Ultimate Comics: Spider-Man #8 Review


Writer: Brian Michael Bendis
Art: Takeshi Miyazawa
Colorist: Justin Ponsor
Letterer: VC’s Cory Petit

Picking up from last issue, Rick Jones, with the help of Spider-Man, the Human Torch, and Iceman, slowly pieces together that he is the herald chosen by the Watcher artifacts…which does not make him any less freaked. He demands that Johnny takes him to Project: Pegasus – where the FF encountered THEIR artifact – but it’s pointless because the Watcher disappeared after the herald was chosen. The three try to help him come to grips with this and even attempt to encourage him to come up with a costume and a name (in theory, anyway), but he rejects their efforts. Again demanding to know why the Watchers chose him, his powers activate again and this time ALL hitch on the “jaunt” from Forest Hills…to Project: Pegasus in Wyoming. The entire military installation looks deserted, and the massive doors have been forced open. As they come in, Johnny’s flame reveals a massive slaughter had taken place. They turn a corner and find four reptile-empowered young women who call themselves the Serpent Squad looking for – and found- an artifact called the Serpent Crown. The guys engage them in battle while Rick is chased by one of them. When Rick is tackled by one of them, he panics and accidentally blasts her out of the complex, but is nailed by another. The Squad gains the upper hand until Rick blasts another out of the complex…this one met by several guns.
Back inside, the fight’s over, but the kids are approached by government agents and Project leader Vaughn, who recognizes Johnny from before. After the shock of the Watcher choosing a kid has passed, he’s all the more starstruck that Spider-Man’s there. Rick reluctantly accepts his destiny as a super hero, and the three teleport out of the complex…while Vaughn worries he’s going to get fired.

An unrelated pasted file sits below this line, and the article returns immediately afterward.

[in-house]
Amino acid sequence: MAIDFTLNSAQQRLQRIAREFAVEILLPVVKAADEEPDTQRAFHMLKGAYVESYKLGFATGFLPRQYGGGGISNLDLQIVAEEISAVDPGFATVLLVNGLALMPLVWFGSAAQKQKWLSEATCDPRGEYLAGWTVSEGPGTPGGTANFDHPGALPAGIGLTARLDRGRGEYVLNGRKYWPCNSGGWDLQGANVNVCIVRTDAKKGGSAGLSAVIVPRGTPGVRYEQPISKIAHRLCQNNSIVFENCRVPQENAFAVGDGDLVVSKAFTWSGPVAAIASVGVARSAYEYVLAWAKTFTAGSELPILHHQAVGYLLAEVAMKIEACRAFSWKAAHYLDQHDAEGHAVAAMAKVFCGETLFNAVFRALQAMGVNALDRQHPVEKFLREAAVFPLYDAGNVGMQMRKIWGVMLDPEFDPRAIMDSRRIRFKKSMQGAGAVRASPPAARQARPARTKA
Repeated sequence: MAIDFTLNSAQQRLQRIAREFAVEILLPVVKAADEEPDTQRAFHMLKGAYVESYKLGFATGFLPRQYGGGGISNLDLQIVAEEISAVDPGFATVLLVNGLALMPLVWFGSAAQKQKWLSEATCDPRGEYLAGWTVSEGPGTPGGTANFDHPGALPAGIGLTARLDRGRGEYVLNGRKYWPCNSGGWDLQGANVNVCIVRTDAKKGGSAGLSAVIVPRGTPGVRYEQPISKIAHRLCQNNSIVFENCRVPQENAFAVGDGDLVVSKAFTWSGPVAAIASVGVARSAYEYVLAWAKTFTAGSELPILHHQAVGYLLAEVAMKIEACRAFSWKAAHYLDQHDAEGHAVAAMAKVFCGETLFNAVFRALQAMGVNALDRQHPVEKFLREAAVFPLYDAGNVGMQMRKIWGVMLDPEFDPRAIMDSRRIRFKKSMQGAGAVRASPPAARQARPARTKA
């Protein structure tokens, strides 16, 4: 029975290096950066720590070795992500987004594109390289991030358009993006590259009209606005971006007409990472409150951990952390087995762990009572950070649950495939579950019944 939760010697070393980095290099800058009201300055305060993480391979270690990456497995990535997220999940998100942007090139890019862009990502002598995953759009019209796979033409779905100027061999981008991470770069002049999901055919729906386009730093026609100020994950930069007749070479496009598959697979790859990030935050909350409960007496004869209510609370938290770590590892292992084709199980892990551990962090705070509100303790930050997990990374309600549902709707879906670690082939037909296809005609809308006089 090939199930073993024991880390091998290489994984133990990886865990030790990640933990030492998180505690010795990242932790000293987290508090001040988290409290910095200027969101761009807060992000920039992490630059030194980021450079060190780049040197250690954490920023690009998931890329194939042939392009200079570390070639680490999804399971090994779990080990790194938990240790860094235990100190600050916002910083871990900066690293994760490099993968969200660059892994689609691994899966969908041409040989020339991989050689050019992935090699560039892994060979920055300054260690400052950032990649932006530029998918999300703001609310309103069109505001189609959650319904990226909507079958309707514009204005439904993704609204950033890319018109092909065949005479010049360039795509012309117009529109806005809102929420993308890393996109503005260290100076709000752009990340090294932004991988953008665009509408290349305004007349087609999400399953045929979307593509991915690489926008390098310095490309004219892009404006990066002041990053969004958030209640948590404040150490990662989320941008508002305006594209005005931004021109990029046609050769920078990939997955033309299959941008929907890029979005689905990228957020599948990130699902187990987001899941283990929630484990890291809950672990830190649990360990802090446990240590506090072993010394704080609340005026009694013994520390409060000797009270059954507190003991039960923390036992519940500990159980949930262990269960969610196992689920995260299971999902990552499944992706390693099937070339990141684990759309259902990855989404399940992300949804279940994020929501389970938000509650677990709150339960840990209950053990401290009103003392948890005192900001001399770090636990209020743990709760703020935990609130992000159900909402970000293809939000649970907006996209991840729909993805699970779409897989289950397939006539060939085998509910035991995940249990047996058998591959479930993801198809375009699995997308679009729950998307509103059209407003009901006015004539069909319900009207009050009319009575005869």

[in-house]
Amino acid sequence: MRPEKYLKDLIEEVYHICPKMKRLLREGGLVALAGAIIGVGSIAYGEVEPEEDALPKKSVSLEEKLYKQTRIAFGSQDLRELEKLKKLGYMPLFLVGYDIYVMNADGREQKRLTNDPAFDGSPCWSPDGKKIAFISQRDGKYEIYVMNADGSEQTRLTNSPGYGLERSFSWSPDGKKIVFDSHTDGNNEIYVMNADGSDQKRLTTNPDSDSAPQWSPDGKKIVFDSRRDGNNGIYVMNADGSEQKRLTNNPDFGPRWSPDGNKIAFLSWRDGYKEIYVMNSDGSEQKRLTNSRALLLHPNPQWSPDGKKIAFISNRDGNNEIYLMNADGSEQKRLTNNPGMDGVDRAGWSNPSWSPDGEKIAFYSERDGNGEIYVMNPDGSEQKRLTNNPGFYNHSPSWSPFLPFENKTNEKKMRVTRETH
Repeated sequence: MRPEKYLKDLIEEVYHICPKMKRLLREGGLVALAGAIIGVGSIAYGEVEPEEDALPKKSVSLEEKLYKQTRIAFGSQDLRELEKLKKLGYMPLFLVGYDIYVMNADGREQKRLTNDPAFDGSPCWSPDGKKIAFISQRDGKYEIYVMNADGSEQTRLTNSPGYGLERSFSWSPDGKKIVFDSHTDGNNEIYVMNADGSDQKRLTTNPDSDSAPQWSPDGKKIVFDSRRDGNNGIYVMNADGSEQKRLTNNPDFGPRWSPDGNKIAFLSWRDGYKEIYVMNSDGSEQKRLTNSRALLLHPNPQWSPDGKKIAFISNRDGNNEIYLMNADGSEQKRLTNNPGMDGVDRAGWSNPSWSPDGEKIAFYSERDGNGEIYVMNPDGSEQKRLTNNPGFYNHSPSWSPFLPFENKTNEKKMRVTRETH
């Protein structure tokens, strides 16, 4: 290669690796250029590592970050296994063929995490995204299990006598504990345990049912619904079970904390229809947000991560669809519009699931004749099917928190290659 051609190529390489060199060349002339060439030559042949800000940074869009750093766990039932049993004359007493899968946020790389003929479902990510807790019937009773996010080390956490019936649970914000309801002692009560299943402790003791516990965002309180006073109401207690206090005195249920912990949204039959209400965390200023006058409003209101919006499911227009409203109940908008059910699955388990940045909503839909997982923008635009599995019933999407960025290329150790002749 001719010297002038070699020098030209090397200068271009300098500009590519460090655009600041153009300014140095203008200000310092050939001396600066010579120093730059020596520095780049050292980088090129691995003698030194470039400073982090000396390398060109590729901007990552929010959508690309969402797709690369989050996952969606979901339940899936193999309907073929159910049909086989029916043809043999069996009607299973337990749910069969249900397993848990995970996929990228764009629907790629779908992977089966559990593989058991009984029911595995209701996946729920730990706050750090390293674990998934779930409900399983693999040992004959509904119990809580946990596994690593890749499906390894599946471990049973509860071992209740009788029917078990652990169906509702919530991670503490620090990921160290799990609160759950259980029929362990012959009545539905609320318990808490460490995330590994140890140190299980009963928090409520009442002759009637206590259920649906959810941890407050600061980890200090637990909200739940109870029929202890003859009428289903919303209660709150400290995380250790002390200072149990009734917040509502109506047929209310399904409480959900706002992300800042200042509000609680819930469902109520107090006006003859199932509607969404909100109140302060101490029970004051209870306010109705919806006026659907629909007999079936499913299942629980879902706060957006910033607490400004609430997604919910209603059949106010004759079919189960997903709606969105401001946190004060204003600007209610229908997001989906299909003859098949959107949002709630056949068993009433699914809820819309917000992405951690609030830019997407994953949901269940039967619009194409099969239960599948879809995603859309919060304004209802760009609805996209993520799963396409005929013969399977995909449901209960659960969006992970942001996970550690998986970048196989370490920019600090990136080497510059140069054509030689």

Back in Forest Hills, amongst some ridiculous name choices, Rick opts to relocate when his mom and sister finds him in his glowing form. He says he needs space to figure all of this out, and promises his mother as he hugs there that he’ll be back when he does. Before he streaks into the sky,  he finally settles on a name: Nova. The moment’s over when Rick’s mother asks the remaining heroes to get off her property.

LIKES:

  • Commaradarie between the four guys – John Hughes would be proud
  • Rick Jones finally having relevance
  • Another FF connection

DISLIKES:

  • Where was Spidey swinging his webs from in the final panel?
  • A little too fast-paced
  • Serpent Squad too much of a filler

RATING: 3 out of 5 Webs

ADDITIONAL NOTES:
I know this review is weeks late and I apologize I’m making too much of a habit of this. Okay, let’s get to it. This issue would have made the late John Hughes proud in the teenage angst between the four main players. This isn’t the Lee-Ditko era in which the teenage heroes proved just as adept and insightful as their adult contemporaries. Three quarters of this group only have a vague idea of the impact superhuman abilities can have on adolescent life. As I noted earlier, two out of three are used to allowing the resident geniuses to figure out the hardest puzzles and strategies. Now Bobby and Johnny are trying to pick up the slack beyond the grunt work and Johnny’s starting to show some initiative with his connecting Rick’s transformation with the Watcher idols. You kind of have a “Greatest American Hero” feel to this setup (RIP Robert Culp by the way) in which Rick has been granted powers from an alien race without an instruction manual, in which hilarious chaos ensues. And that makes Rick fit in with the trio because they’ve ALL been there and are STILL there. The adventure has elements of misadventure and it works, albeit the art can still use a lot of work (more on that later). The mother’s reaction is also understandable at the end; does Pete really expect her to say something like “I’m fine” or “wanna come in for some milk and cookies, boys?” “Get the hell off of my property” pretty much sums it up. This also makes her one of the only non-villains that isn’t drinking New York’s Spidey kool-aid like the SHIELD agents.